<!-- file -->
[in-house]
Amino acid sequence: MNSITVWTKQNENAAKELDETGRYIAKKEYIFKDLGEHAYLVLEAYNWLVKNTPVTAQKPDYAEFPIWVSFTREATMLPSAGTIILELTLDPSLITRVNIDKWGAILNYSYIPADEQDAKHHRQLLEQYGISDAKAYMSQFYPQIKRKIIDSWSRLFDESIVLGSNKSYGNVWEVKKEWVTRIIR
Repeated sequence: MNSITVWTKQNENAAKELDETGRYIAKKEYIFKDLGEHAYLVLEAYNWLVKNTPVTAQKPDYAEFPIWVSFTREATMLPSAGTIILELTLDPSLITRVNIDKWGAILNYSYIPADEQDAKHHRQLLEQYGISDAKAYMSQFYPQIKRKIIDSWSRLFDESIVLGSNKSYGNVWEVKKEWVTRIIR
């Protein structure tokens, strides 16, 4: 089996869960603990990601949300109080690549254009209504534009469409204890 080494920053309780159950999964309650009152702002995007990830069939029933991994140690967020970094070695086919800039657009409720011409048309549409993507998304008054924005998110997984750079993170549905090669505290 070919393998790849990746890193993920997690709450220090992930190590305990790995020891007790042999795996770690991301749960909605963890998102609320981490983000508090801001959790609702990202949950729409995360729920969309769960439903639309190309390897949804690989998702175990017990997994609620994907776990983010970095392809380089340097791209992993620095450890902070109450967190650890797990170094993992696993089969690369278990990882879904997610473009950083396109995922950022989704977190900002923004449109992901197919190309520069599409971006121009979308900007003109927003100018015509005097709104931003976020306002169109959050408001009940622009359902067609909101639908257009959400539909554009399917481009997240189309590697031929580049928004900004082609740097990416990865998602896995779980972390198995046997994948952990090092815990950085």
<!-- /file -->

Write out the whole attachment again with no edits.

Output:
[in-house]
Amino acid sequence: MNSITVWTKQNENAAKELDETGRYIAKKEYIFKDLGEHAYLVLEAYNWLVKNTPVTAQKPDYAEFPIWVSFTREATMLPSAGTIILELTLDPSLITRVNIDKWGAILNYSYIPADEQDAKHHRQLLEQYGISDAKAYMSQFYPQIKRKIIDSWSRLFDESIVLGSNKSYGNVWEVKKEWVTRIIR
Repeated sequence: MNSITVWTKQNENAAKELDETGRYIAKKEYIFKDLGEHAYLVLEAYNWLVKNTPVTAQKPDYAEFPIWVSFTREATMLPSAGTIILELTLDPSLITRVNIDKWGAILNYSYIPADEQDAKHHRQLLEQYGISDAKAYMSQFYPQIKRKIIDSWSRLFDESIVLGSNKSYGNVWEVKKEWVTRIIR
């Protein structure tokens, strides 16, 4: 089996869960603990990601949300109080690549254009209504534009469409204890 080494920053309780159950999964309650009152702002995007990830069939029933991994140690967020970094070695086919800039657009409720011409048309549409993507998304008054924005998110997984750079993170549905090669505290 070919393998790849990746890193993920997690709450220090992930190590305990790995020891007790042999795996770690991301749960909605963890998102609320981490983000508090801001959790609702990202949950729409995360729920969309769960439903639309190309390897949804690989998702175990017990997994609620994907776990983010970095392809380089340097791209992993620095450890902070109450967190650890797990170094993992696993089969690369278990990882879904997610473009950083396109995922950022989704977190900002923004449109992901197919190309520069599409971006121009979308900007003109927003100018015509005097709104931003976020306002169109959050408001009940622009359902067609909101639908257009959400539909554009399917481009997240189309590697031929580049928004900004082609740097990416990865998602896995779980972390198995046997994948952990090092815990950085």